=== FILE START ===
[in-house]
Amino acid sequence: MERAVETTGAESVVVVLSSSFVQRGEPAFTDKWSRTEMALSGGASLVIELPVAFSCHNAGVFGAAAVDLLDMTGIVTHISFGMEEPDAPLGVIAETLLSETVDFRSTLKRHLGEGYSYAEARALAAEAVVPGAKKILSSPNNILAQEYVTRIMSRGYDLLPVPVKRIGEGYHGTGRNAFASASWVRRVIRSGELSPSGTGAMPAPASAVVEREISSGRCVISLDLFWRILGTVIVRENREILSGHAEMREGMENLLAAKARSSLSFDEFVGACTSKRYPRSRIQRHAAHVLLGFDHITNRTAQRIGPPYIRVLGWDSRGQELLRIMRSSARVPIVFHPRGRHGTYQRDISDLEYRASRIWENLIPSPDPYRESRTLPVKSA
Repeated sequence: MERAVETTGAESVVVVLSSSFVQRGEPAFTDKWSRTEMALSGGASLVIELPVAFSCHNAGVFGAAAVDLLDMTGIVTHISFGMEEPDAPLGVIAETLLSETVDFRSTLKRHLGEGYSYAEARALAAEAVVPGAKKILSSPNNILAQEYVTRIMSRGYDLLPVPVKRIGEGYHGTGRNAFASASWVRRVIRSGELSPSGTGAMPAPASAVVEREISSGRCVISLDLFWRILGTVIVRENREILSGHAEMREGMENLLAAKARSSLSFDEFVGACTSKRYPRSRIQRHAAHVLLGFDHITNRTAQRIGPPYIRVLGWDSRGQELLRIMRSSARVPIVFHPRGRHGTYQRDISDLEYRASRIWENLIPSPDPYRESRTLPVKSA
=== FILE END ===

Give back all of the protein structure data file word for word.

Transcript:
[in-house]
Amino acid sequence: MERAVETTGAESVVVVLSSSFVQRGEPAFTDKWSRTEMALSGGASLVIELPVAFSCHNAGVFGAAAVDLLDMTGIVTHISFGMEEPDAPLGVIAETLLSETVDFRSTLKRHLGEGYSYAEARALAAEAVVPGAKKILSSPNNILAQEYVTRIMSRGYDLLPVPVKRIGEGYHGTGRNAFASASWVRRVIRSGELSPSGTGAMPAPASAVVEREISSGRCVISLDLFWRILGTVIVRENREILSGHAEMREGMENLLAAKARSSLSFDEFVGACTSKRYPRSRIQRHAAHVLLGFDHITNRTAQRIGPPYIRVLGWDSRGQELLRIMRSSARVPIVFHPRGRHGTYQRDISDLEYRASRIWENLIPSPDPYRESRTLPVKSA
Repeated sequence: MERAVETTGAESVVVVLSSSFVQRGEPAFTDKWSRTEMALSGGASLVIELPVAFSCHNAGVFGAAAVDLLDMTGIVTHISFGMEEPDAPLGVIAETLLSETVDFRSTLKRHLGEGYSYAEARALAAEAVVPGAKKILSSPNNILAQEYVTRIMSRGYDLLPVPVKRIGEGYHGTGRNAFASASWVRRVIRSGELSPSGTGAMPAPASAVVEREISSGRCVISLDLFWRILGTVIVRENREILSGHAEMREGMENLLAAKARSSLSFDEFVGACTSKRYPRSRIQRHAAHVLLGFDHITNRTAQRIGPPYIRVLGWDSRGQELLRIMRSSARVPIVFHPRGRHGTYQRDISDLEYRASRIWENLIPSPDPYRESRTLPVKSA